July 26, 2010 Newsletter

Topics: SBOE Wants Charter Leaseback Program; Bond Rating Agencies Balk at New Liability  State of the Housing Bond Market 
Texas State Board of Education Reverses Decision, Votes to Lease Property to Charter Schools

On Thursday, July 22, 2010, the SBOE met in committee to discuss a proposal from SBOE member David Bradley, which would allocate 0.5% or about $100 million of the Texas Permanent School Fund (PSF), to purchasing land and leasing it back to charter schools, in an attempt to support the charter facilities finance gap.

Download the Bradley proposal here (Word Document).

Multiple concerns have been cited since the plan was proposed in June 2010, including whether the Permanent School Fund can legally be used to fund charters; whether taking on mortgages and tenants is a good fit for the SBOE; and what now happens to an earlier proposal to use PSF allocation to guarantee charter school debt so they can purchase, build and own their own facilities. (Texas Tribune: "SBOE Warned of Risk in Renting to Charter Schools", July 22, 2010)

After hearing testimony from SBOE board attorneys and investment advisers during committee discussion on Thursday, the plan was tabled over the legality issue (Texas Tribune, "SBOE Votes Down Charter Allocation", July 22, 2010), and a formal opinion was sought from the Texas Attorney General's office. This delay seemed likely to kill the proposal entirely—since it is opposed by newly elected SBOE members who will assume their positions in January 2011.

But SBOE member Rick Dagosto (D-San Antonio), who opposed the proposal on Thursday, was absent from the general meeting on Friday—creating a one-vote margin for the plan's proponents. (Austin American-Statesman, "Charter school investment plan gets approval," July 23, 2010).  Word broke on Friday that the Thursday vote had been reversed and the charter leaseback plan had been approved after all. A final opinion from the AG's office is still pending.

Read the AP story at the Houston Chronicle: "Board adopts charter facilities investment plan", July 23, 2010.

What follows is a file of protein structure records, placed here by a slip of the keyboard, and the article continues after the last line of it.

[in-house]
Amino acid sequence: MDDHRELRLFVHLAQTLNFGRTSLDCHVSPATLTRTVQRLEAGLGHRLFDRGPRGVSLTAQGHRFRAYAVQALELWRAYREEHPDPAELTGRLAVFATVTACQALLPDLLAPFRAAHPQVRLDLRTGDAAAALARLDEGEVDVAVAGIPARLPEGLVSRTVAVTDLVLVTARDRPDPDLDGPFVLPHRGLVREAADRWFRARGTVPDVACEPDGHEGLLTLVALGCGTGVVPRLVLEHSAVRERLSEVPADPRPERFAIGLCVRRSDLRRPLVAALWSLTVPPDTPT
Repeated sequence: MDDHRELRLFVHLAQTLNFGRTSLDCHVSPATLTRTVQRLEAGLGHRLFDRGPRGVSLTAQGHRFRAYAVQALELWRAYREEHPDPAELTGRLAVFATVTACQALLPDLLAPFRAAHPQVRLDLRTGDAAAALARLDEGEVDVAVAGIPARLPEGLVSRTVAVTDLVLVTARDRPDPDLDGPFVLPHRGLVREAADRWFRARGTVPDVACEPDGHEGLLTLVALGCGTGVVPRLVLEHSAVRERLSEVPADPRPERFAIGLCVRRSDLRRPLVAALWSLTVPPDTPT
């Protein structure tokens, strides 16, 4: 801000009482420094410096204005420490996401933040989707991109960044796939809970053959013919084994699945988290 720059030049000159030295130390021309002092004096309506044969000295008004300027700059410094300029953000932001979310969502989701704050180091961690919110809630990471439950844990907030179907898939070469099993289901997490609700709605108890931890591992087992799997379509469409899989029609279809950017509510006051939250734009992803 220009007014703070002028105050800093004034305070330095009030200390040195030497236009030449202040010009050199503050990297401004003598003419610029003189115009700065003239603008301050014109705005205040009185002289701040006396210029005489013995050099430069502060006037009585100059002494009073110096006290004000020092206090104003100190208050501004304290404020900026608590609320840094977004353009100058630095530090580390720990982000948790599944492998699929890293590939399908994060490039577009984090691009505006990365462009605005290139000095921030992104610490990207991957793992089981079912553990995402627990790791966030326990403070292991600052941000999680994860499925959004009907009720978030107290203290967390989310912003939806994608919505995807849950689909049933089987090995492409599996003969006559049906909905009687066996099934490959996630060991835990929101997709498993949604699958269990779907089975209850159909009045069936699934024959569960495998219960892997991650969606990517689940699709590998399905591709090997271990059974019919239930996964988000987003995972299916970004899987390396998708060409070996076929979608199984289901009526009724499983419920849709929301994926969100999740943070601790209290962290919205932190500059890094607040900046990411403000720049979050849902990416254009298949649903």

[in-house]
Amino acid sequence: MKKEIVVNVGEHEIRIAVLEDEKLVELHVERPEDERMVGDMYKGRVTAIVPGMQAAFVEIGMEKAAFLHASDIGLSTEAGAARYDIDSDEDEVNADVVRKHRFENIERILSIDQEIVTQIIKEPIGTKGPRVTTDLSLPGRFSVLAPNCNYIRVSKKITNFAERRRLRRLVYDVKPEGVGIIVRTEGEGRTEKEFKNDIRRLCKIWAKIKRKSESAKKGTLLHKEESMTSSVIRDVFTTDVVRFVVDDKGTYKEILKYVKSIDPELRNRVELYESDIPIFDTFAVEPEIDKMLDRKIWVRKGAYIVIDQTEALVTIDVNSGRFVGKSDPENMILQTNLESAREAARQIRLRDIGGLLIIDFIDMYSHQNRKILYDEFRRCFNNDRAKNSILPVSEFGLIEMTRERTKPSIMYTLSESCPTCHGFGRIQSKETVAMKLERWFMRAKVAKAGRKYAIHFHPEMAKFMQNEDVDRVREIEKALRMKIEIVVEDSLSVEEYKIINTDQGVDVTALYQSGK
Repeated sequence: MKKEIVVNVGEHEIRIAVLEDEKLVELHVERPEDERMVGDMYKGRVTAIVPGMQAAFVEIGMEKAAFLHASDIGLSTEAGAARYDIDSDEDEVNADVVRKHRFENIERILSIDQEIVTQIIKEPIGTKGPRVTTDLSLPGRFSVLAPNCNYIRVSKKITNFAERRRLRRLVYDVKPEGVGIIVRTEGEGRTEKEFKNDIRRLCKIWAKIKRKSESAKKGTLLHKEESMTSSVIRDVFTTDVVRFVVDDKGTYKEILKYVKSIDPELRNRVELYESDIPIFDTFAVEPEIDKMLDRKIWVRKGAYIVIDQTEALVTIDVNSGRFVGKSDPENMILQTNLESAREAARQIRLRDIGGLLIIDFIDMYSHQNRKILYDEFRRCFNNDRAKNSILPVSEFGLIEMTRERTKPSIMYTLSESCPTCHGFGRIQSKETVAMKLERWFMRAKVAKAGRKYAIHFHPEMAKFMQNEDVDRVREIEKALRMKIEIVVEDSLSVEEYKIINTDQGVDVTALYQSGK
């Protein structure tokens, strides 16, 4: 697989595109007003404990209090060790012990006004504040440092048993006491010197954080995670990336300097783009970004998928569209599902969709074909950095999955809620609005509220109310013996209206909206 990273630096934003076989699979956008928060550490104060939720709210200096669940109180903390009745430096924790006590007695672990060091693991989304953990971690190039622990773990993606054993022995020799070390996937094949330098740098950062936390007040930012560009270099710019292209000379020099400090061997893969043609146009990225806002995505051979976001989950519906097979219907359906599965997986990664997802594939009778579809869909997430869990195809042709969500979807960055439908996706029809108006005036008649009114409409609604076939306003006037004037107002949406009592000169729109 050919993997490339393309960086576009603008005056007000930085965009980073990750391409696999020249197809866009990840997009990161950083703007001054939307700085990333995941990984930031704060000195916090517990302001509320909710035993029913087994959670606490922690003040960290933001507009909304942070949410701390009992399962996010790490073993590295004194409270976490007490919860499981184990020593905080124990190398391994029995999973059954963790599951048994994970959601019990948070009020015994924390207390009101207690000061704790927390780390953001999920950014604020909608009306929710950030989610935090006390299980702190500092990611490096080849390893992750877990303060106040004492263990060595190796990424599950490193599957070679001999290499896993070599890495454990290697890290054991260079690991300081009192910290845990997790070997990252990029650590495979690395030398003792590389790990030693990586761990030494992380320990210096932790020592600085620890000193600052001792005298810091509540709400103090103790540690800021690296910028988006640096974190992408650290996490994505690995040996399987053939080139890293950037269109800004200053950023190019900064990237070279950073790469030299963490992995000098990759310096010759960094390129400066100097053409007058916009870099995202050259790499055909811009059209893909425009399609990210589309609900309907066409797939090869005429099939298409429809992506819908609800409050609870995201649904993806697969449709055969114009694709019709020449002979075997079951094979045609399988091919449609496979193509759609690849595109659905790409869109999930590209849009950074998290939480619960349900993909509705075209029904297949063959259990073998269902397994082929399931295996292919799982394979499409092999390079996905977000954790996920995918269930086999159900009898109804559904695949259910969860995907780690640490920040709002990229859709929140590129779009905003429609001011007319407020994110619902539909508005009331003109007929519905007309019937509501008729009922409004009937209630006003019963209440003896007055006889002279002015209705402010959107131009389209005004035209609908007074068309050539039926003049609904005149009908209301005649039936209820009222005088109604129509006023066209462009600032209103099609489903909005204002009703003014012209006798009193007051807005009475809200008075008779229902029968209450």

The Lone Star Report has minutes from Friday's meeting including action on the passage of the charter lease amendment.

"Bond Sale? Don't Quote Us, Request Credit Firms"

The financial reform legislation signed on Wednesday has got the credit rating agencies in a fix. "Standard & Poor's, Moody's Investors Service and Fitch Ratings are all refusing to allow their ratings to be used in documentation for new bond sales, each said in statements in recent days. Each says it fears being exposed to new legal liability created by the landmark Dodd-Frank financial reform law." ....Read the full story at the Wall Street Journal.

Finance radio show Marketplace reported on Wednesday that Standard & Poors wants the SEC to drop its requirement that bond deals carry a credit rating, altogether.


 •   "Tax-Exempt Bond Blues" - Affordable Housing Finance, July/August 2010 Edition

The tax-exempt bond market continues to struggle with limited investor appetite and a tight private-placement market, while the impact of the government's New Issue Bond Program remains to be seen. ....READ THE FULL ARTICLE

•   Six Organizations Push Senate to Keep Build America Bonds Program - NABL, July 16, 2010

Six state and local government associations sent a letter to Senate Finance Committee Chairman Max Baucus (D-MT), asking that he find a new way to extend the Build America Bonds program. Previous BAB extenders failed last week when the American Jobs and Closing Tax Loopholes Act didn't get enough votes to make it to the Senate floor. Read the letter from the National Association of State Treasurers.

Other orgs participating were the Council of State Governments; the National Association of Counties; the National Association of Auditors, Comptrollers and Treasurers; the National League of Cities; and the United States Conference of Mayors. ....READ THE FULL ARTICLE

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